Amy and Dan have also begun to suspect Nellie, their au pair, who has turned out to be surprisingly more capable than expected. She can speak foreign languages, fly planes, and displays some other unusual skills. But with so few people that they can trust, do they really have to worry about the one person who has made their journey for the clues possible?

We get more history, this time with Amelia Earhart and Mark Twain, but where the historical figures in earlier books took center stage, in this book they were sort of background. They helped push things along and hint to the Cahills where they should look, but they weren’t as big a deal as before.

This wasn’t my favorite book of the season but it definitely helped move the mystery along further.

Bossypants by Tina Fey

As a fan of 30 Rock (and Mean Girls!), I was excited when I heard that Tina Fey had written a book. And just from a look at the back cover, it seemed like it would be funny. (“Totally worth it.” ~Trees) Not to mention the very positive review from Entertainment Weekly.

I started reading the book and though at first I wasn’t enjoying it as much as I expected, there were still good moments and funny and even a little illuminating. Despite the slow start (particularly the chapter about her father Don Fey), the book got funnier as it got into more familiar territory (specifically, her time on Saturday Night Live and how that transitioned into 30 Rock).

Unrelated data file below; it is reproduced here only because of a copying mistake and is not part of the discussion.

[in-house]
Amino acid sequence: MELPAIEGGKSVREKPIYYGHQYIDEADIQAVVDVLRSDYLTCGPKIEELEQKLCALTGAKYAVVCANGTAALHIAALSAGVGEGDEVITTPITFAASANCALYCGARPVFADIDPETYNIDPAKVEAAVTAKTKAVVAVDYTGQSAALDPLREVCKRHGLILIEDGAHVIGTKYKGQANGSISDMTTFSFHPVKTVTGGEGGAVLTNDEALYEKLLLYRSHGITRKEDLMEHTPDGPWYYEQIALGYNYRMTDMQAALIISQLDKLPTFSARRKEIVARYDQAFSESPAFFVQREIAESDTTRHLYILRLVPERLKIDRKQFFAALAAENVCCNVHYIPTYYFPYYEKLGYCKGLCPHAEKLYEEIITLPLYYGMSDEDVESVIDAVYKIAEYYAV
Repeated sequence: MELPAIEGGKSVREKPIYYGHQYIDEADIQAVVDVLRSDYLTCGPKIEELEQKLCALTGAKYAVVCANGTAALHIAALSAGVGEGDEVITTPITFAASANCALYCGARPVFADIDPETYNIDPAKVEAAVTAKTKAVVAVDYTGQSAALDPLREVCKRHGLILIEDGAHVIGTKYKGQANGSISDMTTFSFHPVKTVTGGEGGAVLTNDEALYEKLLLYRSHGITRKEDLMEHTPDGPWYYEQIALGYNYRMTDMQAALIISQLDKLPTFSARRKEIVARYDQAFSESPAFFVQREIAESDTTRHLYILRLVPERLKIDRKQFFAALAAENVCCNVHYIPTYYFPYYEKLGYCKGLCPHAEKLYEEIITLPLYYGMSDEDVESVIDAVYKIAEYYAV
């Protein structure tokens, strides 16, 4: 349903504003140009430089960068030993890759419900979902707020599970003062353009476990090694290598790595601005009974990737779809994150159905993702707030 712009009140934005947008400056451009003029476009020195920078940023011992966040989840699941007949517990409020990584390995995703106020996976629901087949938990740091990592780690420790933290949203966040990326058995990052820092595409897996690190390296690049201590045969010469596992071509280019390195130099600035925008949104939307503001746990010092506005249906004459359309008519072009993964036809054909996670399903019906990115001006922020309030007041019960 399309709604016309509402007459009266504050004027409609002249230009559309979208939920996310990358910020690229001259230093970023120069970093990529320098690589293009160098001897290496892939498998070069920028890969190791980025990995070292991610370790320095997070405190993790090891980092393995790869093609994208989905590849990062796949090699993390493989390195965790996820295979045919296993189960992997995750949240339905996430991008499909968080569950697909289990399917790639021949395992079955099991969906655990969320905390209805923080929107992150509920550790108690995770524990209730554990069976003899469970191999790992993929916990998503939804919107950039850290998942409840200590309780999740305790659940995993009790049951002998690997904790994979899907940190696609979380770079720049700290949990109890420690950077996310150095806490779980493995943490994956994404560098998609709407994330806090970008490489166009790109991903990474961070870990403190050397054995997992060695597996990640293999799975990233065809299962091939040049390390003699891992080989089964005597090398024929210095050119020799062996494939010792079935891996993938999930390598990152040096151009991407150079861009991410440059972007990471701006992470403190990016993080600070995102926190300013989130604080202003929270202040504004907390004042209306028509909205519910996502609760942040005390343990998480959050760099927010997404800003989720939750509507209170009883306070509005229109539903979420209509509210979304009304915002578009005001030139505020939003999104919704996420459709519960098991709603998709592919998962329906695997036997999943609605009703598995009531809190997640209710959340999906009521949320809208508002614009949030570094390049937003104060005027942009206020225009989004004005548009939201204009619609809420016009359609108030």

There is more in here than just a bunch of self-deprecating humor. Mixed in between her humorous anecdotes (her makeup tops, for example) are an interesting look into the male dominated world that is comedy writing. (I have a friend trying to break into this world and she is finding much of what Fey described.) We also get some good tips about how best to manage people (using examples of how she runs the show). Fey shows a sarcastic, determined, funny persona that has helped her become the successful, if quirky woman that she is. She is clearly hardworking and has earned her way.